Before getting into the nitty-gritty of Red Hat Linux configuration files, it s important to have a big picture overview of the process. While small changes can keep Red Hat Linux from booting, an understanding of the big picture can help you identify the problem quickly.
When you start your Linux computer, three basic steps are involved in the process. Hardware is initialized through your Basic Input/Output System (BIOS) and is then detected by Linux. The BIOS points to the Linux bootloader. Once the bootloader starts, it opens the kernel. Next, it starts init , the so-called "first program," which then loads your kernel, and moves to initialize other startup programs. Finally, Linux finds the default runlevel and starts all associated processes.
We provide detailed information on each of these processes later in this chapter.
While this is not a book on computer hardware, it s helpful to know some basics. Then it s easy to determine if you have a hardware problem or a Linux problem.
Everything on a standard PC starts with the BIOS. The first step, associated with a series of beeps, is known as the power-on self-test (POST), which checks connections to basic hardware. It looks for other BIOSes related to IDE and SCSI hard drives . It may also detect other basic hardware on your system.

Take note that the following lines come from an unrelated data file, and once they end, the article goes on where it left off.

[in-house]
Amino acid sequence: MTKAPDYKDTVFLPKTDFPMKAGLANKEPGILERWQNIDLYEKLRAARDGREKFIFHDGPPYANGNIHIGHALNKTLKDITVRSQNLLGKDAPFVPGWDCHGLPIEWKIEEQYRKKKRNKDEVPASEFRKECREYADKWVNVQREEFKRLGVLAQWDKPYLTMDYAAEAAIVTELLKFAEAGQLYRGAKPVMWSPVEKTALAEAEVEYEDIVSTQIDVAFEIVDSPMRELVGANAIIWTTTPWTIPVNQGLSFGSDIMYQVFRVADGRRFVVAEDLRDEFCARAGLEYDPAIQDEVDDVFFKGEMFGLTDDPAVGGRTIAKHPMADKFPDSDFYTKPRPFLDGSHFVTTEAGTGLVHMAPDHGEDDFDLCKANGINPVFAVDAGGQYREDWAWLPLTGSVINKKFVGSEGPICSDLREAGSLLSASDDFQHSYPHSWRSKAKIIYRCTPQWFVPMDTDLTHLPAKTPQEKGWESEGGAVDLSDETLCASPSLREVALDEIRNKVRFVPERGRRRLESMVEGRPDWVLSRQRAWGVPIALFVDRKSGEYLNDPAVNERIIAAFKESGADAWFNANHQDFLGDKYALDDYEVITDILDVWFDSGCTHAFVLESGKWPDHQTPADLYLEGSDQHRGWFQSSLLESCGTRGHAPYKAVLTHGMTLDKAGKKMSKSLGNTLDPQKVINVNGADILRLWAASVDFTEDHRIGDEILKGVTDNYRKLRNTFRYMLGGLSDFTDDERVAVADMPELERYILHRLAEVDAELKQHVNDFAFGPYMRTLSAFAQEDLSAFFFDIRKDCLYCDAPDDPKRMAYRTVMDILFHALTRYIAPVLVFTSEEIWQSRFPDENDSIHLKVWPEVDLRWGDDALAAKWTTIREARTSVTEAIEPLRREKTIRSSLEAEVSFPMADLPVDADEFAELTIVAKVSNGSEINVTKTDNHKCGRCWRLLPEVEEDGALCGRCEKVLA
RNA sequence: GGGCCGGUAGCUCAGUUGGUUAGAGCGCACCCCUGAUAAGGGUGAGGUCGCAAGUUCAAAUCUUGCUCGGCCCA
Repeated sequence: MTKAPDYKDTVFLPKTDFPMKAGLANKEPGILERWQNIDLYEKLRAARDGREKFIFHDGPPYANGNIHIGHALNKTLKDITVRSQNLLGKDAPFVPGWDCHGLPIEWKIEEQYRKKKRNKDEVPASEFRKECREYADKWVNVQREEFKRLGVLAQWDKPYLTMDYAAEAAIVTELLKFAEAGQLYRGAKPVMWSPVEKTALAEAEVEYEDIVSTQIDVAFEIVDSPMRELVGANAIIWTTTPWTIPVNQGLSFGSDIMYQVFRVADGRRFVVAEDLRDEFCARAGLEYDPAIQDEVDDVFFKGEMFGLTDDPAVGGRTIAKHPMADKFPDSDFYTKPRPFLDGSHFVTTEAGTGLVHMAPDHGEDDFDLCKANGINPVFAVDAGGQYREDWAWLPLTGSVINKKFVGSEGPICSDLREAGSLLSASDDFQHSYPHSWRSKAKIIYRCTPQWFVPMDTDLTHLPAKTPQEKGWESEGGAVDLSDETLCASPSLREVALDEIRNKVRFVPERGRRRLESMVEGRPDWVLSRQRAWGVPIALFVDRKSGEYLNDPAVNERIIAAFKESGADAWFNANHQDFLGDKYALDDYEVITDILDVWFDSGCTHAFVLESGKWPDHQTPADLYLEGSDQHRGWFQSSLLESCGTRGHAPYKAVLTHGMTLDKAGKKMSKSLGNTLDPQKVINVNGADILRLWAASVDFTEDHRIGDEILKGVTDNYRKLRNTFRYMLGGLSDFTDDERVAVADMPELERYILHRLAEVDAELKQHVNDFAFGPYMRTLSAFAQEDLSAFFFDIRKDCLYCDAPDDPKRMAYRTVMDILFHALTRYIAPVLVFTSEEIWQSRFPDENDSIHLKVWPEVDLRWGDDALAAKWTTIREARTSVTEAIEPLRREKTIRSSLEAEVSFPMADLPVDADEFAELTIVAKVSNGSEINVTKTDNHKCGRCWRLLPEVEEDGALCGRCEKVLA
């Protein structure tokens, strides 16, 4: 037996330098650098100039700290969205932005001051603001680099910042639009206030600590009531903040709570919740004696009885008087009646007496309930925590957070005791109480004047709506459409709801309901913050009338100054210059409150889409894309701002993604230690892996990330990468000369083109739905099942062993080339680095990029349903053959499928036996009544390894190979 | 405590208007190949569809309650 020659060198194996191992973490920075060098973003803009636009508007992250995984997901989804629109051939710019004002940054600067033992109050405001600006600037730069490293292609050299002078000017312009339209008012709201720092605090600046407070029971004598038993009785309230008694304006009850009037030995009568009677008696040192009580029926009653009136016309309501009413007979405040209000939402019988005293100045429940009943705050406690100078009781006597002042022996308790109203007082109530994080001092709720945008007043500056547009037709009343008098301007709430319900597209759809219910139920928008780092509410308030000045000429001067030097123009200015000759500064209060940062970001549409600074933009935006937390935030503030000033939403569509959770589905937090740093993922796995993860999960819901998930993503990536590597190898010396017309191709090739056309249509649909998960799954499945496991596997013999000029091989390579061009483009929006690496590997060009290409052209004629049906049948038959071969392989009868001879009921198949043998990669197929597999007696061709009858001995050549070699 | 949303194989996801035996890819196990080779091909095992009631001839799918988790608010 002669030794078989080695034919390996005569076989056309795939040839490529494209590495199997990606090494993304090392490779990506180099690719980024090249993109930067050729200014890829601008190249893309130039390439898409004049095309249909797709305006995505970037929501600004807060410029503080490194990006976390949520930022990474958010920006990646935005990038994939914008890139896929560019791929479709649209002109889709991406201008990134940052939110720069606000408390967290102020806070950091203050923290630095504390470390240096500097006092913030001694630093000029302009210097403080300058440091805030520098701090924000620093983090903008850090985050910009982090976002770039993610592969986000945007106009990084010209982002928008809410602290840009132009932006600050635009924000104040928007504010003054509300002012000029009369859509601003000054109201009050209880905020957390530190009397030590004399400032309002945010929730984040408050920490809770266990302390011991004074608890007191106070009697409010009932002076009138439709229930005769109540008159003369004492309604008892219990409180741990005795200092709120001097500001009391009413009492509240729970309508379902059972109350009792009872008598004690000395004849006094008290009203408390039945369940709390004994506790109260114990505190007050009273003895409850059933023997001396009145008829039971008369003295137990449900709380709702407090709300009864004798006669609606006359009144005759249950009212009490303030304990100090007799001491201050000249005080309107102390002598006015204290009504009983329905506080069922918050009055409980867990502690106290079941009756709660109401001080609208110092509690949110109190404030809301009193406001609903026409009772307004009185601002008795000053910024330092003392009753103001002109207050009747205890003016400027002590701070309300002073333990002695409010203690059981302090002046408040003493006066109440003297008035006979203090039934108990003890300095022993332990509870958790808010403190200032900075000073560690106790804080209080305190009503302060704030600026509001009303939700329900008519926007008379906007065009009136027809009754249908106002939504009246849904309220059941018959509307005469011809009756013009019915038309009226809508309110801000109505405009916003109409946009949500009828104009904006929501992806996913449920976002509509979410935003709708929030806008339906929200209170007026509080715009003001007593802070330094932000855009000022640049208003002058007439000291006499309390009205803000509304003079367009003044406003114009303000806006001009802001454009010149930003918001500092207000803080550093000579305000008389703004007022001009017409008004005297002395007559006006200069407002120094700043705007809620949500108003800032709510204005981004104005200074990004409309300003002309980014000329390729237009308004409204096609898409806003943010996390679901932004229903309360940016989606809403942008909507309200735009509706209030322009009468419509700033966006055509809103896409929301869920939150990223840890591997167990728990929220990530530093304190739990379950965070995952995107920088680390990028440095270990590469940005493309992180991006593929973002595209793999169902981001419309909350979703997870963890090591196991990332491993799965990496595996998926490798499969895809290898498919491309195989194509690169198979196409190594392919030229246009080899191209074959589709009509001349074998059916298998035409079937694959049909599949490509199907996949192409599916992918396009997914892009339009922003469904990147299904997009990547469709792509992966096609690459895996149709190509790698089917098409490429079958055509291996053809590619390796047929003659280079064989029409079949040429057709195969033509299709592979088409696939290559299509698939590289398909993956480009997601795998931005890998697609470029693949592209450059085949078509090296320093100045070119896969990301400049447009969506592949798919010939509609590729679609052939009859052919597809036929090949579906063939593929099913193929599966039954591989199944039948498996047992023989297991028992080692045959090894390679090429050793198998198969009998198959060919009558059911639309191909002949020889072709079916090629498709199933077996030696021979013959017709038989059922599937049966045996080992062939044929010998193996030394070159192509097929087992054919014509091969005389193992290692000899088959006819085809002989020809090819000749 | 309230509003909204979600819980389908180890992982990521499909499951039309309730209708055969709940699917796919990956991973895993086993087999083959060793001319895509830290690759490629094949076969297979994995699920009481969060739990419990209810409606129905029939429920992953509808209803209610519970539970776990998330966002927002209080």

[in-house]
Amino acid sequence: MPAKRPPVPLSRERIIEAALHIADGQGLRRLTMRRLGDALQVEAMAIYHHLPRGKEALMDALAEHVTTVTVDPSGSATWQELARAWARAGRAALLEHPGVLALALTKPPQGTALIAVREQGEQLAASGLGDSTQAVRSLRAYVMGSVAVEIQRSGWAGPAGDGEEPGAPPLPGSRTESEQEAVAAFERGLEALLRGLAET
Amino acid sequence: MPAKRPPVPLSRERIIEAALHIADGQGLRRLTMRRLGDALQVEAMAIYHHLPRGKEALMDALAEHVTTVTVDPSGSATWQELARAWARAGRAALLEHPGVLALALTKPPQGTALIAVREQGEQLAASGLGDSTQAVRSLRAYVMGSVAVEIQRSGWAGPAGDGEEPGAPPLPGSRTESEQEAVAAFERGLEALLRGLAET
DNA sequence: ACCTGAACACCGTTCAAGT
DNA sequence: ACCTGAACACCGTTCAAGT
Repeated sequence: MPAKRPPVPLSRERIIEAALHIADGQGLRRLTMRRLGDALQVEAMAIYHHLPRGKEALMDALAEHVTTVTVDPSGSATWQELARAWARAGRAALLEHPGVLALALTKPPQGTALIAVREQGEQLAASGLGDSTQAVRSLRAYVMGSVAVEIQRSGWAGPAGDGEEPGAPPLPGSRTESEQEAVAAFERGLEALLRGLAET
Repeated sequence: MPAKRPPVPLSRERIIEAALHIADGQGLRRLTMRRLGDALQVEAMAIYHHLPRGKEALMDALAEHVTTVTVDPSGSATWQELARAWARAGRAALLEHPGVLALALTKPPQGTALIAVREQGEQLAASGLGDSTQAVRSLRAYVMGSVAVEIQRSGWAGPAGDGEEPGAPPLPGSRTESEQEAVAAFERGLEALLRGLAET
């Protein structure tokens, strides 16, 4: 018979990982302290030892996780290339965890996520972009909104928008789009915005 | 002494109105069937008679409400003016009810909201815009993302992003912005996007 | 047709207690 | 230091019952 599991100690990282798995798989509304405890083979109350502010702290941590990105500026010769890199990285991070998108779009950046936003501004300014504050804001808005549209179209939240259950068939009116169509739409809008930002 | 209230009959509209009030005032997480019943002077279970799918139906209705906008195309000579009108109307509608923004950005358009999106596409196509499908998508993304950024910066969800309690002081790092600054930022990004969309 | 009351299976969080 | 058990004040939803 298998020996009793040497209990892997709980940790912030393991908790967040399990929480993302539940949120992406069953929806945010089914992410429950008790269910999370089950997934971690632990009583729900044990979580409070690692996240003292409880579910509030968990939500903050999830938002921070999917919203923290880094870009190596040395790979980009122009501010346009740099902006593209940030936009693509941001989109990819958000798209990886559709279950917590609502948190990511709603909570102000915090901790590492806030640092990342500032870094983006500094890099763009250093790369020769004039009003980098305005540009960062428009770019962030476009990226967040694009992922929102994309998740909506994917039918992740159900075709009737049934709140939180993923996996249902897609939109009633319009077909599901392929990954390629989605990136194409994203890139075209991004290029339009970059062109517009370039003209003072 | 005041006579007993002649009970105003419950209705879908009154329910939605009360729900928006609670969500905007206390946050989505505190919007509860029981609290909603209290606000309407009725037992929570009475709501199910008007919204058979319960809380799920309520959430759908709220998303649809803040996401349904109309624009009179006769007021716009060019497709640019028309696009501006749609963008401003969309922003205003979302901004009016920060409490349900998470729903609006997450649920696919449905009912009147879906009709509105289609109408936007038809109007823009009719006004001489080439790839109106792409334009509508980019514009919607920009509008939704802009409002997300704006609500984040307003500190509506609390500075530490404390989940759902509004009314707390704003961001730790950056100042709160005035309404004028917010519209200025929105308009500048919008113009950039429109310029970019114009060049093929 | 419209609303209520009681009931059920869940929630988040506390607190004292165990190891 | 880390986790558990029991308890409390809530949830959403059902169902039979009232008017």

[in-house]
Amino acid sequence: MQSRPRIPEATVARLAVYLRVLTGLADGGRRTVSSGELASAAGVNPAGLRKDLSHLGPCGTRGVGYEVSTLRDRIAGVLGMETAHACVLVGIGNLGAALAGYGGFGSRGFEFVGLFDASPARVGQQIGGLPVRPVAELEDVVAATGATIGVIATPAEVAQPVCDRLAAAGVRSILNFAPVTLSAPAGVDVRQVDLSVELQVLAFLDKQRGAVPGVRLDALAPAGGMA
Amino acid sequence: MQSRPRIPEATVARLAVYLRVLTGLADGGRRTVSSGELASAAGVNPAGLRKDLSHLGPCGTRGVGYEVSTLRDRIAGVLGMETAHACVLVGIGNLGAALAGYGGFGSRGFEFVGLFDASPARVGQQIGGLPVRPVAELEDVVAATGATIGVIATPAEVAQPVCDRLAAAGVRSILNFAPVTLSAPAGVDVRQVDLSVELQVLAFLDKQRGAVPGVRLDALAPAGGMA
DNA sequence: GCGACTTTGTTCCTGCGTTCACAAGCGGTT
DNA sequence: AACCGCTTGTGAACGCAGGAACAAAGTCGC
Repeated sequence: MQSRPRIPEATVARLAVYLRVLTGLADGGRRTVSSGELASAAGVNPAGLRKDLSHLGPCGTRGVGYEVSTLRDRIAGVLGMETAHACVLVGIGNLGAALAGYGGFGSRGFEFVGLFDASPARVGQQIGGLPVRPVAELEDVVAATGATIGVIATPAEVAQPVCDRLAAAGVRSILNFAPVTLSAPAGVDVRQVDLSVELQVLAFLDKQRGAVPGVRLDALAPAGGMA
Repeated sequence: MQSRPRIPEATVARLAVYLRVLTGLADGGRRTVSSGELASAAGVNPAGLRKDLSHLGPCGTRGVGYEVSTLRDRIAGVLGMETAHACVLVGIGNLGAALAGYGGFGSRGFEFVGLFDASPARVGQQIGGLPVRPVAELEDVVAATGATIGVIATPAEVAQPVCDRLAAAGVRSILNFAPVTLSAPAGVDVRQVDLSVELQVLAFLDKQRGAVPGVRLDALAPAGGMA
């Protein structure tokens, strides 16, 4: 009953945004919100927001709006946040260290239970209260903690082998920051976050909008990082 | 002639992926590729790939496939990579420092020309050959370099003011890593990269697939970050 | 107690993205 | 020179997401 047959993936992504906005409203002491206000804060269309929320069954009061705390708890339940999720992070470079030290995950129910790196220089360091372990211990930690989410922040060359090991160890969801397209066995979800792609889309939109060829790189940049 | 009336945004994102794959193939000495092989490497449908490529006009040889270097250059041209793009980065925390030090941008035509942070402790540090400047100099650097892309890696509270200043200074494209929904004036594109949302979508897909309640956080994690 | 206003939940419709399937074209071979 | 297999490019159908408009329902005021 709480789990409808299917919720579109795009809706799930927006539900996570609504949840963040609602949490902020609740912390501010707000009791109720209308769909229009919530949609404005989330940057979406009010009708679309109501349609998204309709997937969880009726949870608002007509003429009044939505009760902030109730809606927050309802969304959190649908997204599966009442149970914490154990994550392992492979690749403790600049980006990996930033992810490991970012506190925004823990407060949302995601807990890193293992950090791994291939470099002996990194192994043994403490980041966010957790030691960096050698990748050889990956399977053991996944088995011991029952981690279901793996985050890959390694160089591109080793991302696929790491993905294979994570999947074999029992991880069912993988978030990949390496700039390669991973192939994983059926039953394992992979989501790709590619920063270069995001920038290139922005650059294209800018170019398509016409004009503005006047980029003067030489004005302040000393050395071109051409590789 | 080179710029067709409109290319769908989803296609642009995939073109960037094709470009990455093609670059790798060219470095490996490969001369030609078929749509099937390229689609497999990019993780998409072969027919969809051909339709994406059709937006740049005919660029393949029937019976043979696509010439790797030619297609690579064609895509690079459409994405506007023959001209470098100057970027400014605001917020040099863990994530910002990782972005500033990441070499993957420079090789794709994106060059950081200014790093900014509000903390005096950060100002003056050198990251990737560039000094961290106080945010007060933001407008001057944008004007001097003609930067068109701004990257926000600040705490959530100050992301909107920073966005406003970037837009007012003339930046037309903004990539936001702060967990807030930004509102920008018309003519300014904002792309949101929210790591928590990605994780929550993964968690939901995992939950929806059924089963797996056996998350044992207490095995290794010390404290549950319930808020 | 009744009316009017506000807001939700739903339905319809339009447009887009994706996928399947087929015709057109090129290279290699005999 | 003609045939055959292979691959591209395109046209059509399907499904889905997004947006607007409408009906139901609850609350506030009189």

If you re interested in the Linux+ certification exam from CompTIA, you need to know a lot more about PC hardware. For more information, see the Complete PC Upgrade and Maintenance Guide, 2003 Edition (Sybex).
After Linux initiates the loading process through the bootloader, it begins to detect hardware using the kudzu utility. Then it adds modules related to your hardware, using settings stored in /etc/modules.conf . You can analyze the results with the dmesg command. If you re having a hardware problem, a little detective work with dmesg output can help you identify the trouble.
There are two basic Linux bootloaders, the Grand Unified Bootloader (GRUB) and the Linux Loader (LILO). GRUB is the default for Red Hat Linux. LILO is now obsolete, and will probably be removed in some future release of Red Hat Linux.
In either case, the bootloader is used for four purposes:
To select an operating system (if more than one is installed on your computer)
To identify the partition with the appropriate boot files
To locate the kernel
To run the Initial RAM disk to set up the kernel and associated modules
A runlevel is a specific way to organize initialized software in Linux. Different services are started and stopped at different runlevels. When you start Red Hat Linux, it looks to /etc/inittab to determine the default runlevel, which then points to an associated subdirectory of /etc/rc.d to identify the services to kill and start.